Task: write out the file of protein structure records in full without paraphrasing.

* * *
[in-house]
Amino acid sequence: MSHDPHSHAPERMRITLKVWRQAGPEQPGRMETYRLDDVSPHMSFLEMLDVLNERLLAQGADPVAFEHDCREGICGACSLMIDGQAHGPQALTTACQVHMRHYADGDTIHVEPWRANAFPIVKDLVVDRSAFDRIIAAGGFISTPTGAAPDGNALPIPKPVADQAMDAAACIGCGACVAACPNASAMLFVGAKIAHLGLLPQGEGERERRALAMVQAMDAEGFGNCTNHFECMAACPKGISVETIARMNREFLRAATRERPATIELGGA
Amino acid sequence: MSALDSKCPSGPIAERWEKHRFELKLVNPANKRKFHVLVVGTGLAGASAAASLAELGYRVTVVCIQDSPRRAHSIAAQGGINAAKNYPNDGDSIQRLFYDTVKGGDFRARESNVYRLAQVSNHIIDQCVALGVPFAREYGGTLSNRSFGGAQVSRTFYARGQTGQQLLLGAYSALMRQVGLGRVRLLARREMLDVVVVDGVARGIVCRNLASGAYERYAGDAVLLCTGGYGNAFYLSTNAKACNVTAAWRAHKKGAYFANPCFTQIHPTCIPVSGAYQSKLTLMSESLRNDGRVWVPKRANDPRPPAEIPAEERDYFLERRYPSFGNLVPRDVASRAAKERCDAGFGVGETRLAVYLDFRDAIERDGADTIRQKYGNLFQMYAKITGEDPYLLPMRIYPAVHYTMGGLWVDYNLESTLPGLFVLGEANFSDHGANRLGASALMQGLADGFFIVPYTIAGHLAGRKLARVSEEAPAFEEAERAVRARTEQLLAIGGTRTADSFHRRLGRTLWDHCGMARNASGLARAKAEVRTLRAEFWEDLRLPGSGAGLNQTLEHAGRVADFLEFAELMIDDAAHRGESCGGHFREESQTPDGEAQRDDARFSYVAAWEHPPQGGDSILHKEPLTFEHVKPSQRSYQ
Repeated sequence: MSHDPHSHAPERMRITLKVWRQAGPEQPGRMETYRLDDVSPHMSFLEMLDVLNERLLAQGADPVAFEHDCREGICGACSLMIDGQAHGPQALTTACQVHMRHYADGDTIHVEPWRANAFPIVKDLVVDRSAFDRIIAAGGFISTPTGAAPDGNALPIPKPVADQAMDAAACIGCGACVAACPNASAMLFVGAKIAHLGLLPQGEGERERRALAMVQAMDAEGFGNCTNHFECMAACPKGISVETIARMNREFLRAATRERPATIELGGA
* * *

[in-house]
Amino acid sequence: MSHDPHSHAPERMRITLKVWRQAGPEQPGRMETYRLDDVSPHMSFLEMLDVLNERLLAQGADPVAFEHDCREGICGACSLMIDGQAHGPQALTTACQVHMRHYADGDTIHVEPWRANAFPIVKDLVVDRSAFDRIIAAGGFISTPTGAAPDGNALPIPKPVADQAMDAAACIGCGACVAACPNASAMLFVGAKIAHLGLLPQGEGERERRALAMVQAMDAEGFGNCTNHFECMAACPKGISVETIARMNREFLRAATRERPATIELGGA
Amino acid sequence: MSALDSKCPSGPIAERWEKHRFELKLVNPANKRKFHVLVVGTGLAGASAAASLAELGYRVTVVCIQDSPRRAHSIAAQGGINAAKNYPNDGDSIQRLFYDTVKGGDFRARESNVYRLAQVSNHIIDQCVALGVPFAREYGGTLSNRSFGGAQVSRTFYARGQTGQQLLLGAYSALMRQVGLGRVRLLARREMLDVVVVDGVARGIVCRNLASGAYERYAGDAVLLCTGGYGNAFYLSTNAKACNVTAAWRAHKKGAYFANPCFTQIHPTCIPVSGAYQSKLTLMSESLRNDGRVWVPKRANDPRPPAEIPAEERDYFLERRYPSFGNLVPRDVASRAAKERCDAGFGVGETRLAVYLDFRDAIERDGADTIRQKYGNLFQMYAKITGEDPYLLPMRIYPAVHYTMGGLWVDYNLESTLPGLFVLGEANFSDHGANRLGASALMQGLADGFFIVPYTIAGHLAGRKLARVSEEAPAFEEAERAVRARTEQLLAIGGTRTADSFHRRLGRTLWDHCGMARNASGLARAKAEVRTLRAEFWEDLRLPGSGAGLNQTLEHAGRVADFLEFAELMIDDAAHRGESCGGHFREESQTPDGEAQRDDARFSYVAAWEHPPQGGDSILHKEPLTFEHVKPSQRSYQ
Repeated sequence: MSHDPHSHAPERMRITLKVWRQAGPEQPGRMETYRLDDVSPHMSFLEMLDVLNERLLAQGADPVAFEHDCREGICGACSLMIDGQAHGPQALTTACQVHMRHYADGDTIHVEPWRANAFPIVKDLVVDRSAFDRIIAAGGFISTPTGAAPDGNALPIPKPVADQAMDAAACIGCGACVAACPNASAMLFVGAKIAHLGLLPQGEGERERRALAMVQAMDAEGFGNCTNHFECMAACPKGISVETIARMNREFLRAATRERPATIELGGA